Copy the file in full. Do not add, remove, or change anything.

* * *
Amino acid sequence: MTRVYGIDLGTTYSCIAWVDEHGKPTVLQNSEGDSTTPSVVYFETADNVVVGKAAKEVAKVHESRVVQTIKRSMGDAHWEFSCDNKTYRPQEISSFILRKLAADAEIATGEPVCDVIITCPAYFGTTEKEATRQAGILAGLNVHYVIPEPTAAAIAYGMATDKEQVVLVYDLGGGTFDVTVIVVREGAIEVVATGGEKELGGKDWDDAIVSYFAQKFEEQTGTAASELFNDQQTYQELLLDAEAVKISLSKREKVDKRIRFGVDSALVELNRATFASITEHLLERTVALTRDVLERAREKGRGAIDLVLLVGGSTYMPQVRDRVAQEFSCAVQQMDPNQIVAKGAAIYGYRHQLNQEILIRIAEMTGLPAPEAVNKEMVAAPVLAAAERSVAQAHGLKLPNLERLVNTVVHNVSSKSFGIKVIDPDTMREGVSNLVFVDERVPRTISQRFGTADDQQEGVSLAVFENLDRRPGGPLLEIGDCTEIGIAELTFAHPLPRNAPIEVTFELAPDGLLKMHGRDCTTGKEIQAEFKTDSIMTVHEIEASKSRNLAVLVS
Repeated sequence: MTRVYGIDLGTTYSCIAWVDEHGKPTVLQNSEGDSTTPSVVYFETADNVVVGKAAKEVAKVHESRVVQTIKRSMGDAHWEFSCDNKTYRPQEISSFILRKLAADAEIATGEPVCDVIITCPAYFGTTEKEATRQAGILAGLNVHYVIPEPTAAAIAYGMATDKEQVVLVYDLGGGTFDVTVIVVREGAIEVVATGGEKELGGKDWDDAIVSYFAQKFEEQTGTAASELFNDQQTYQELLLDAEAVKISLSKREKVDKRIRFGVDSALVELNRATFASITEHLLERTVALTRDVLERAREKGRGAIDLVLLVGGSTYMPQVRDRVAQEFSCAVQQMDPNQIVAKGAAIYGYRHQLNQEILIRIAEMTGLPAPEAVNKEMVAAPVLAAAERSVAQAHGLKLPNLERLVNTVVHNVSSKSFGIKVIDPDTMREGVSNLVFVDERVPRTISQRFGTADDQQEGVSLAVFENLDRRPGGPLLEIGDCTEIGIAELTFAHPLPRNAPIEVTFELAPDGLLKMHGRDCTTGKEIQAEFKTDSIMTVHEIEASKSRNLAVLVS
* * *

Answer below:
Amino acid sequence: MTRVYGIDLGTTYSCIAWVDEHGKPTVLQNSEGDSTTPSVVYFETADNVVVGKAAKEVAKVHESRVVQTIKRSMGDAHWEFSCDNKTYRPQEISSFILRKLAADAEIATGEPVCDVIITCPAYFGTTEKEATRQAGILAGLNVHYVIPEPTAAAIAYGMATDKEQVVLVYDLGGGTFDVTVIVVREGAIEVVATGGEKELGGKDWDDAIVSYFAQKFEEQTGTAASELFNDQQTYQELLLDAEAVKISLSKREKVDKRIRFGVDSALVELNRATFASITEHLLERTVALTRDVLERAREKGRGAIDLVLLVGGSTYMPQVRDRVAQEFSCAVQQMDPNQIVAKGAAIYGYRHQLNQEILIRIAEMTGLPAPEAVNKEMVAAPVLAAAERSVAQAHGLKLPNLERLVNTVVHNVSSKSFGIKVIDPDTMREGVSNLVFVDERVPRTISQRFGTADDQQEGVSLAVFENLDRRPGGPLLEIGDCTEIGIAELTFAHPLPRNAPIEVTFELAPDGLLKMHGRDCTTGKEIQAEFKTDSIMTVHEIEASKSRNLAVLVS
Repeated sequence: MTRVYGIDLGTTYSCIAWVDEHGKPTVLQNSEGDSTTPSVVYFETADNVVVGKAAKEVAKVHESRVVQTIKRSMGDAHWEFSCDNKTYRPQEISSFILRKLAADAEIATGEPVCDVIITCPAYFGTTEKEATRQAGILAGLNVHYVIPEPTAAAIAYGMATDKEQVVLVYDLGGGTFDVTVIVVREGAIEVVATGGEKELGGKDWDDAIVSYFAQKFEEQTGTAASELFNDQQTYQELLLDAEAVKISLSKREKVDKRIRFGVDSALVELNRATFASITEHLLERTVALTRDVLERAREKGRGAIDLVLLVGGSTYMPQVRDRVAQEFSCAVQQMDPNQIVAKGAAIYGYRHQLNQEILIRIAEMTGLPAPEAVNKEMVAAPVLAAAERSVAQAHGLKLPNLERLVNTVVHNVSSKSFGIKVIDPDTMREGVSNLVFVDERVPRTISQRFGTADDQQEGVSLAVFENLDRRPGGPLLEIGDCTEIGIAELTFAHPLPRNAPIEVTFELAPDGLLKMHGRDCTTGKEIQAEFKTDSIMTVHEIEASKSRNLAVLVS